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and the nonconformists. Hutton was well known as a dissenter and a friend of Priestley, but he had taken no part in religious or political disputes, and was not present at the obnoxious dinner. The animosity of the mob was directed against him as one who had gained enmity by his firm administration of justice in the Court of Requests. On 15 July his house in High Street was sacked by the rioters. A woman attempted to set fire to the place, but she was stopped out of consideration for the adjoining buildings. Hutton fell into the hands of the mob; he promised them all he could give if they did him no personal injury; they took him to the Fountain Tavern, and made him pay for 329 gallons of ale. On the 16th Bennett's Hill was burned. Caricatures of Hutton were exhibited in a leading print-shop. He estimated his losses at 8,243l. 3s. 2d., and received as compensation 5,390l. 17s., which was paid in September 1793. William Rice and Robert Whitehead, who were tried at Warwick on 20 Aug. 1791 for the destruction of Bennett's Hill, were acquitted. Hutton drew up in August 1791 a very moderate 'Narrative of the Riots,' not printed at the time, but included in his 'Life,' which his daughter published after his death.

No less than seventeen of Hutton's friends (sixteen being churchmen) offered him their houses after the riots. For his wife's health he went to Hotwells, near Bristol. In 1792 he resumed, after forty years, the amusement of writing verse, and published some of his productions. An injury to his leg in 1793 interfered to some extent with his pedestrian habits. He handed over his business to his son, and confined himself to his dealings in land, which continued to prosper. After his wife's death (1796) he travelled much, in company with his daughter, publishing the results of his observations and researches. A regular and simple mode of life preserved his constitution in remarkable vigour. 'At the age of eighty-two,’ he says, 'I considered myself a young man.' On 5 Oct. 1812, in his ninetieth year, he walked into Birmingham for the last time. He died on 20 Sept. 1815. His portrait is in the Union Street Library, Birmingham. He married, on 23 June 1755, Sarah (b. 11 March 1731, d. 23 Jan. 1796), daughter of John Cock of Aston-upon-Trent, Derbyshire, and had issue: (1) Catherine [q.v.]; (2) Thomas, born 17 Feb. 1757, married, on 5 Sept. 1793, Mary Reynolds of Shifnal, Shropshire, died, without issue, 10 Aug. 1845; (3) William, born 2 July 1758, died 19 May 1760; (4) William, born 20 May 1760, died 3 April 1767.

Hutton has been called 'the English Franklin;' but while Hutton and Franklin have some native qualities in common, Hutton as much excels Franklin in geniality as he is Franklin's inferior in grasp of mind. His topographical works are well written, and their information is good. His personal narratives form a graphic record of a life of great industry, and abound in clear and sensible judgments on men and things. His philosophy of life is summed in a saying he quotes, to the effect that there are two kinds of evils which it is folly to lament: those you cannot remedy and those you can. His attitude towards religion struck his friend Priestley as too latitudinarian; ‘every religion upon earth is right, and yet none are perfect.' Though a dissenter, he professed himself 'a firm friend to our present establishment, notwithstanding her blemishes.'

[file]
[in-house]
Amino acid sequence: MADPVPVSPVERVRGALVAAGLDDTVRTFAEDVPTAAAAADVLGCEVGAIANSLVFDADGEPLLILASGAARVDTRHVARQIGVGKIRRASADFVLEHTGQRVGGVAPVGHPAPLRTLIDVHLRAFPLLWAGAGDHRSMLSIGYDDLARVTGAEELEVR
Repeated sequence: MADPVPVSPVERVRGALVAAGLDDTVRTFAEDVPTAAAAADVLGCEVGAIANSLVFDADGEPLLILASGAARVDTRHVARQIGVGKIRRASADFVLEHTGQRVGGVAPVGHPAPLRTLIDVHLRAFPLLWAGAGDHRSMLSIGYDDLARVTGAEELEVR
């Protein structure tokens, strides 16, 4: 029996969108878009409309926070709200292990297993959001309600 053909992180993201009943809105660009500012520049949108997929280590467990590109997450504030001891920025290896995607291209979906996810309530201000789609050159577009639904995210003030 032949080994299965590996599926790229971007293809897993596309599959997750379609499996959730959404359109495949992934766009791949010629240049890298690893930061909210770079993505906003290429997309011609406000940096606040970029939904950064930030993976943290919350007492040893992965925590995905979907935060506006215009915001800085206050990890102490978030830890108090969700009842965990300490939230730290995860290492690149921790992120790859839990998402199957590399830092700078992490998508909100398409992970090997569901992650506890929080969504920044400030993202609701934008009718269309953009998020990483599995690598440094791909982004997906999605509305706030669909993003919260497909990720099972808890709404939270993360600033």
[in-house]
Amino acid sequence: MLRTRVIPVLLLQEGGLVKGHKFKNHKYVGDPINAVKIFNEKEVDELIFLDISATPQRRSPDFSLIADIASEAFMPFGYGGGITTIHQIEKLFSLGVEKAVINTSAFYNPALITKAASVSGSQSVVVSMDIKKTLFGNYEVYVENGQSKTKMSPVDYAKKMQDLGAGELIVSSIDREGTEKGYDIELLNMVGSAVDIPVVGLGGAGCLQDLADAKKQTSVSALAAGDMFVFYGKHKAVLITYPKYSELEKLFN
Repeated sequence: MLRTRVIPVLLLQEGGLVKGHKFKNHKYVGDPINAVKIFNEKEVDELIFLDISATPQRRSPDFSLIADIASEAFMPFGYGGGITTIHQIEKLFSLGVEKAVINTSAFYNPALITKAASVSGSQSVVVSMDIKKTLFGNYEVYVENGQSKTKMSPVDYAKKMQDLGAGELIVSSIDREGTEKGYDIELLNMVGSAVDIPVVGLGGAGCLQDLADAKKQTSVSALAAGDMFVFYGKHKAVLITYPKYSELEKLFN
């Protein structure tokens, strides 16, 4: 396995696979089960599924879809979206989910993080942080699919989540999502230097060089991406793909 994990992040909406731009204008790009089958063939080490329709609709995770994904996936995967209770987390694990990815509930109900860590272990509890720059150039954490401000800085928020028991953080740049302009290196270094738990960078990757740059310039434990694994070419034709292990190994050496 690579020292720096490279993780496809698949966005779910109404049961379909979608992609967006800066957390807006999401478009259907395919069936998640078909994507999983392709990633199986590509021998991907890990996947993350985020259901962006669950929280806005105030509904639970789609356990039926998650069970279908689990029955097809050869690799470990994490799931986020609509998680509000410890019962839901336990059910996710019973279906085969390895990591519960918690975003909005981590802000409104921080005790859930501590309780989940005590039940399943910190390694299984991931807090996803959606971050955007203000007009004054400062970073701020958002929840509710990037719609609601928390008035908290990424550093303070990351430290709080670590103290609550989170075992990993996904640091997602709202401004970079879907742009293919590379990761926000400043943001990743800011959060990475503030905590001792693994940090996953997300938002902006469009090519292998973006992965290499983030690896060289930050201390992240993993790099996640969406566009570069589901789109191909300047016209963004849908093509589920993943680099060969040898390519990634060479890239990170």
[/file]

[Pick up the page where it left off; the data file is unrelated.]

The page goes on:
Hutton published: 1. 'A History of Birmingham,' &c., 1781, 8vo (published 22 March 1782); 2nd edit., 1783, 8vo; 3rd edit., 1795, 8vo; 4th edit., 1809, 8vo. 2. 'A Journey … to London,' &c., 1785, 12mo; 2nd edit., 1818, 8vo. 3. 'Courts of Request,' &c., Birmingham, 1787, 8vo. 4. 'The Battle of Bosworth Field,' &c., 1788, 8vo; 2nd edit., edited by John Nichols, F.S.A., 1813, 8vo. 5. 'A Description of Blackpool,' &c., Birmingham, 1789, 8vo (a surreptitious second edition,' 8vo, was printed by Henry Moon at Kirkham, without date or author's name); 2nd edit., 1804, 8vo (this edition was nearly all destroyed by fire at Nicholls's London warehouse); 3rd edit., 1817, 8vo. 6. 'A Dissertation on Juries, with a Description of the Hundred Court,' &c., Birmingham, 1789, 8vo (sometimes a supplement to No. 3). 7. 'History of the Hundred Courts,’ &c., 1790, 8vo. 8. 'A History of Derby,' &c., 1791, 8vo; 2nd edit., 1817, 8vo. 9. 'The Barbers; or, the Road to Riches, a Poem,' &c., 1793, 8vo. 10. ‘Edgar and Elfrida, a Poem,' &c., 1793, 8vo. 11. 'The History of the Roman Wall,' &c., 1802, 8vo; 2nd edit., 1813, 8vo. 12. 'Remarks upon North Wales,’ &c., 1803, 8vo. 13. 'The Scarborough Tour,' &c., 1803, 8vo; 2nd edit, 1817, 8vo. 14. 'Poems, chiefly Tales,' &c., 1804, 8vo. 15. 'A Trip to Coatham,' &c., 1810, 8vo (portrait of Hutton in his eighty-first year, engraved by James Basire [q.v.]) Posthumous was 16. 'Life … written by himself; … to which is subjoined the History of his Family,' &c., 1816, 8vo (portrait, engraved by Ransom; edited by his daughter); 2nd edit., 1817, 8vo (rearranged); 3rd edit., 1841, 12mo (reedited, with additional notes, by his daughter, for Knight's 'English Miscellanies'); 4th edit. [1872], 12mo, ' William Hutton and the Hutton Family ' (full-length portrait, edited